Amazon's Arlington Campus Is Drawing Developers To A Nearby, Underbuilt Metro Station
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With preparations beginning for the Amazon HQ2 campus at National Landing and the associated Virginia Tech campus at Potomac Yard, development activity is ramping up in neighborhoods around nearby Metro stations.
One stop south of the future Potomac Yard station, Alexandria's Braddock Road station has several development sites at various stages, from apartment buildings preparing to break ground to Metro-adjacent properties in need of developer partners. Developers, brokers and city officials expect the two major campuses coming within a 10-minute Metro ride of Braddock Road will be a spark to move forward projects that have been planned for several years.
"The plan for Braddock Road was adopted in 2008 and the market kind of collapsed. For the last 10 years, the community has been waiting to realize this new density and development in the neighborhood," Alexandria Economic Development Partnership CEO Stephanie Landrum said. "All of a sudden, the market has recovered and we have these two new catalysts that are going to create demand for these projects."
Amazon in November announced it would bring 25,000 jobs and occupy at least 4M SF of office space in a second headquarters at National Landing, comprising parts of Arlington's Crystal City and Pentagon City neighborhood. Along with that announcement, Virginia Tech unveiled plans for a $1B innovation campus 1 mile south in Potomac Yard. The new Metro station at Potomac Yard is expected to open by 2022, and just one stop south of that, developers at Braddock Road hope to benefit from the major new economic anchors.
Less than a half-mile north of the Braddock Road station, Avanti Holdings Group is planning a 115-unit apartment building with 17K SF of retail. The developer received approval for the project in September, and it plans to break ground this summer, Avanti principal Teddy Kim said.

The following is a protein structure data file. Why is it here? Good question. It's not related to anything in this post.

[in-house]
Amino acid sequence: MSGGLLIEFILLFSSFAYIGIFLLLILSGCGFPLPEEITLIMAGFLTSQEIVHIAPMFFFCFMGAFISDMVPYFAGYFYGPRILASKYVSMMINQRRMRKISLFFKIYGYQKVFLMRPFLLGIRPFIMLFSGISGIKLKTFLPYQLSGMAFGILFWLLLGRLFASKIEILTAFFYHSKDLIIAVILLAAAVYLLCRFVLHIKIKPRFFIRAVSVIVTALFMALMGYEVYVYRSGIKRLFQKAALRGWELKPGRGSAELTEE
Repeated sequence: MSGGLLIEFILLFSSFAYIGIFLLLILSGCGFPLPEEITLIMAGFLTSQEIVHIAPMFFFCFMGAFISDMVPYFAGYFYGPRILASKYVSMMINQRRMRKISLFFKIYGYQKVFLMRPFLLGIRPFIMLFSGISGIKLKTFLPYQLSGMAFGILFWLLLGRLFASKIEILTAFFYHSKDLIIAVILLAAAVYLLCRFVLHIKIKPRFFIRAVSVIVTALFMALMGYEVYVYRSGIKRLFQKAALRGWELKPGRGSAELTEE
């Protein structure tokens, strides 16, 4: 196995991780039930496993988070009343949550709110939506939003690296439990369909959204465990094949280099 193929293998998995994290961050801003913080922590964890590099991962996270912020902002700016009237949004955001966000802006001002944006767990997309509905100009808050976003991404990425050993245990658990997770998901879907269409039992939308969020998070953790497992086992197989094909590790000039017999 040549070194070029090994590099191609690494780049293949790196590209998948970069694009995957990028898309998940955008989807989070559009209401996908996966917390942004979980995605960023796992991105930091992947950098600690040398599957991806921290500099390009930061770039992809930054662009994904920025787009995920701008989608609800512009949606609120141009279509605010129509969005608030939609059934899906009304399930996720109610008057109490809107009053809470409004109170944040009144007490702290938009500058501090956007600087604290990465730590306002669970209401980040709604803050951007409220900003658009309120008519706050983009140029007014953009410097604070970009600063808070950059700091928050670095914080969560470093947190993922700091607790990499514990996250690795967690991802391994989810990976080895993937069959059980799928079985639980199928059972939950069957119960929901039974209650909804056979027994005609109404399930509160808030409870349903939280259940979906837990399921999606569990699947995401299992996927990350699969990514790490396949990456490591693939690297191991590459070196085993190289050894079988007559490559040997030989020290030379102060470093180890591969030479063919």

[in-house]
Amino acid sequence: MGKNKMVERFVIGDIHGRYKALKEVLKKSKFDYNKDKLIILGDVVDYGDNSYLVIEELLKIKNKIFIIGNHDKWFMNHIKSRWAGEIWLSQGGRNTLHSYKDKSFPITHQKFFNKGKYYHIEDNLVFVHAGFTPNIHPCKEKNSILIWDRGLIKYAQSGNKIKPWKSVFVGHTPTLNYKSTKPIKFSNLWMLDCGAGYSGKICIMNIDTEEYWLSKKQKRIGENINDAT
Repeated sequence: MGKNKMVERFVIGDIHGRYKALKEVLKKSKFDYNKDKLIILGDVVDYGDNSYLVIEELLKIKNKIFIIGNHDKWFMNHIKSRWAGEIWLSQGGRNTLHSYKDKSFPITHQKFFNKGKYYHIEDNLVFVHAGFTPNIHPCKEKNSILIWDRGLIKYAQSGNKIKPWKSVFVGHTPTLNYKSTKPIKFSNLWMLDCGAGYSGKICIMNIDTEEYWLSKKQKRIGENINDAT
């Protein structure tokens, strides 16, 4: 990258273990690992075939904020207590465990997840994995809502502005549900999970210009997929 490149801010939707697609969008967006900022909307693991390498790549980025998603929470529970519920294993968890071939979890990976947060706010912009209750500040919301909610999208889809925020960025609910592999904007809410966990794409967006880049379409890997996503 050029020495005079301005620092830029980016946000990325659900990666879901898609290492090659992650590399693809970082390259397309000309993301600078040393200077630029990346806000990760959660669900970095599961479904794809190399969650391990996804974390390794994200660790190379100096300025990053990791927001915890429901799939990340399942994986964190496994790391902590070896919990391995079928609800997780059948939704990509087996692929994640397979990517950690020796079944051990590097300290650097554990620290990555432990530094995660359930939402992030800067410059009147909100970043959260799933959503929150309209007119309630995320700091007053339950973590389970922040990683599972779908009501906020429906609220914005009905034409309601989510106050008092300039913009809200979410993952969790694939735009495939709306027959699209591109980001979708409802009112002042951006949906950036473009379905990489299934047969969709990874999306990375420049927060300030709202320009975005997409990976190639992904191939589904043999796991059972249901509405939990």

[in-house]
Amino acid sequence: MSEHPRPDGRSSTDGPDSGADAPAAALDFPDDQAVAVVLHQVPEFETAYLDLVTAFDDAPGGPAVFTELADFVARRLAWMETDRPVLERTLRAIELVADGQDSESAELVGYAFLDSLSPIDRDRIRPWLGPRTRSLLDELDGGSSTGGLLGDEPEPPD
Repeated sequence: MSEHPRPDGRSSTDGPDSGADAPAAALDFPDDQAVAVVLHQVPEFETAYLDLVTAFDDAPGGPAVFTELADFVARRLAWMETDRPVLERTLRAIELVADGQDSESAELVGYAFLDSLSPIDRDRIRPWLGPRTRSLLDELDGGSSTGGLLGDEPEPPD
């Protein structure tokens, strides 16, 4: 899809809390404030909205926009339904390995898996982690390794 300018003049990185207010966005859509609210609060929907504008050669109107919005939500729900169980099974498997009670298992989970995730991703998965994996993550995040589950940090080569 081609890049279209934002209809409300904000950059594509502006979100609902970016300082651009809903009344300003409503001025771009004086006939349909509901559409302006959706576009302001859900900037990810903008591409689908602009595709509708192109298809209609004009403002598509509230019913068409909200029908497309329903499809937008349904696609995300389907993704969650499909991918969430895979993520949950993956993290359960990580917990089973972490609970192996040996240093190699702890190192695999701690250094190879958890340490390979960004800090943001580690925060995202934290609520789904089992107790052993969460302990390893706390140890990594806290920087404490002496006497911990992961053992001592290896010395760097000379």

The project at 1200 North Henry St. sits at the northern edge of Old Town Alexandria, a historic waterfront community with a host of restaurants and other amenities. Kim expects the quality of life in Old Town and close proximity to National Landing will attract Amazon employees to live in Avanti's new apartments.
"We think that with all of the excitement, people will choose our area to live in because there are so many walking amenities, you're on the grid system and have the Metro right next to it, and people making the move are interested in an established market," Kim said. "I think we'll have some advantage over the redevelopment happening in National Landing."
The Pentagon City and Crystal City neighborhoods have existing housing and new multifamily projects planned with developers expecting to achieve rent increases from Amazon coming, but Kim thinks those benefits could spill over to Braddock Road.
"I think we will see more demand for units, and that, of course, will drive up prices," Kim said.
Next to Avanti's site, the future phases of the Braddock Gateway development are expected to move forward soon. The 270-unit first phase of the project was delivered in 2017 by Trammell Crow. Phase 2 is planned to include 258 units, 8K SF of retail and a 28K SF park, and Phase 3 calls for 370 apartments with 3,700 SF of retail.
Jaguar Development received approval in June 2017 for the second phase, but it sold the Phase 2 and 3 parcels to Carmel Partners four months later. Carmel received approval in December for Phase 3 of the project. The developer declined to comment on the timeline for the next phases.
Landrum expects both Avanti's and Carmel's projects will receive apartment demand from the Virginia Tech and Amazon campuses. She said AEDP conducted a study that projected roughly 5% of Amazon's 25,000 employees would live in Alexandria, adding at least 1,000 new households to the city's housing demand. She said the new projects include components that could be attractive to Amazon employees, such as dog parks.